There is a question here of intellectual honesty and rhetorical probity. I’d hazard that 95 percent of the population, when asked to define “blackface” would say “a type of acting makeup and/or its use” rather than “any and every casting of a white actor in a black role.” And therefore, upon reading the NAATA statement and other quotes, think the Charlie Chan movies are like a Spike Lee fantasy, which isn’t only not true, but false in a particular way. To put it bluntly, whatever private language the Asian groups might think they’re using, they made-believe a lie for the purposes of producing a particular reaction in the ignorant. I include myself in the term “the ignorant” … while I never really believed there *was* such a thing as “yellowface” (and the NAATA press release’s inaccurate descriptions of the Charlie Chan character made me doubt their cinematic knowledge from the beginning), I felt sufficiently unsure to ask about it in public.
The LA Times article provides the key to understanding why make-believe *this* lie. It cites Guy Aoki, founding president of Media Action Network for Asian Americans, as calling such images “no less hurtful and dehumanizing for us than blackface has been to African Americans.” And this is why I think this minor point about the term “yellowface” is worth chewing over. It is symptomatic of one of the laziest rhetorical tropes in political discourse, and one that pretty quickly causes me to lose regard for its maker. If SOUTH PARK’s Trey Parker and Matt Stone were to write a script about this brouhaha, they might call it “Operation Get Behind The Darkies.”
The rhetorical trope, an analogy with the black civil-rights movement, is common to many people other than the ethnic-grievance groups (or even to liberals). Homosexual advocates, especially Andrew Sullivan, campaign for homosexual “marriage” by trying to analogize the status quo to anti-miscenegation laws; for Jesse Jackson, everything, from the Juliette Binoche movie CHOCOLAT to the hiring of football coaches, is always “Selma”; even right-wing groups critical of affirmative action and abortion argue that they are upholding the civil-rights movement’s ideals of a color-blind society and equal protection.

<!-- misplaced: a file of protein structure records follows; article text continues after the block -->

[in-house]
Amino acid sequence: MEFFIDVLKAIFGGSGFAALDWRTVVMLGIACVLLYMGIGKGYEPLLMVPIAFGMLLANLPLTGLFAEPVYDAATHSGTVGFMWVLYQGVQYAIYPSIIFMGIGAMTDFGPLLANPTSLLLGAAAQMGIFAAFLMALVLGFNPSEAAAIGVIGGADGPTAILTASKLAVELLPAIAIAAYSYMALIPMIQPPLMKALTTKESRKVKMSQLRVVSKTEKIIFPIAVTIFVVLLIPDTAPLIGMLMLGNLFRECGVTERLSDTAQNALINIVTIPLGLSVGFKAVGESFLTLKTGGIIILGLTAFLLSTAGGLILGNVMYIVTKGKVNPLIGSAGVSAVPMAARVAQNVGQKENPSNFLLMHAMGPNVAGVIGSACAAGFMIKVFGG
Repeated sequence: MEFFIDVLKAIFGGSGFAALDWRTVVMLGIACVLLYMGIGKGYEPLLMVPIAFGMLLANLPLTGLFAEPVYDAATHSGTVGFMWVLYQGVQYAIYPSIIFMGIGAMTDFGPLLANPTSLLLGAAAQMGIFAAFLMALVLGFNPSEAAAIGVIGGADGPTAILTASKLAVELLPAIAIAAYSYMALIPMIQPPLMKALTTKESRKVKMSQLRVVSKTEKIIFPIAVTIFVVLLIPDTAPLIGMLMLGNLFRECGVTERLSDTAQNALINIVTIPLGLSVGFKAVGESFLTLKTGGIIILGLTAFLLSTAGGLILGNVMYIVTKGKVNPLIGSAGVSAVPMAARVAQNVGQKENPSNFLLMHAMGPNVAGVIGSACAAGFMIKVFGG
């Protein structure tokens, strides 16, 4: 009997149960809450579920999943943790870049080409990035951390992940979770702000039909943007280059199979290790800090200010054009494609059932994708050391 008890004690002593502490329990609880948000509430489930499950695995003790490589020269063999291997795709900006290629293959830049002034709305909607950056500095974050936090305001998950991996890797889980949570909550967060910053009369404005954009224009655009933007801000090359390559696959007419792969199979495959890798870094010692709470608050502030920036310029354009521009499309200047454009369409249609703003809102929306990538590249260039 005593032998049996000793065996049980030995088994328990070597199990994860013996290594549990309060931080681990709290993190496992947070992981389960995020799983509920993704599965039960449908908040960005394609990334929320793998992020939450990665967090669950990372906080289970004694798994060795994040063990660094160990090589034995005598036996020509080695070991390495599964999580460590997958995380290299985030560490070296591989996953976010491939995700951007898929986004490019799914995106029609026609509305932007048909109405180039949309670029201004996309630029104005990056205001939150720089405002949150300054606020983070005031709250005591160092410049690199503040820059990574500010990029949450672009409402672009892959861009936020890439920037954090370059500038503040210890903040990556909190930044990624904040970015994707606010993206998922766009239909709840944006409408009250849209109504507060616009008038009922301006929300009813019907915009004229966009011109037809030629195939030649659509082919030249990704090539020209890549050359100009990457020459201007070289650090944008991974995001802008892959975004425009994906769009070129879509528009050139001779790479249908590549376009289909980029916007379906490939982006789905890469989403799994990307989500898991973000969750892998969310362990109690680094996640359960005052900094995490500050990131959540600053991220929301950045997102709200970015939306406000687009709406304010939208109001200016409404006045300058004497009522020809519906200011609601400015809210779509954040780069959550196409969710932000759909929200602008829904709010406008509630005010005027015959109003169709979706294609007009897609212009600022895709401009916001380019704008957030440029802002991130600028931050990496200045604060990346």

People will find these various named causes’ similarity to the civil-rights moments varyingly persuasive (and I’ve named only a tiny sample). But what interests me here is why everything in American life has to find its comparison to the civil-rights movement of the 1950s and 60s, no matter how strained. It’s as if that’s the only way to get any moral traction with the broader public is to wrap yourself, not in the flag, but in “Lift Every Voice and Sing.” This law, we might call it the Godwin’s Law of the Pre-Internet, may have something to do with the civil-rights movement being the last successful moral crusade before the 60s generation smashed the existing moral language and social structures and planted a global suspicion toward those very concepts.
But, regardless of its cause, this trope is intellectually impoverishing and lazy, the contemporary Political Cartesianism — “I’m offended, therefore I am.” Politics and cultural life get reduced to “my offense” and/or “your guilt.” It’s also false to the civil-rights movement, whose leaders become secular saints and objects of quasi-religious veneration rather than the complex and vibrant human beings they were.
No thanks to any of this.
Here are the links to the information cited in these Charlie Chan articles:
The LA Times news article
The discussions on the controversy among film buffs:
The leading Asian lobby group: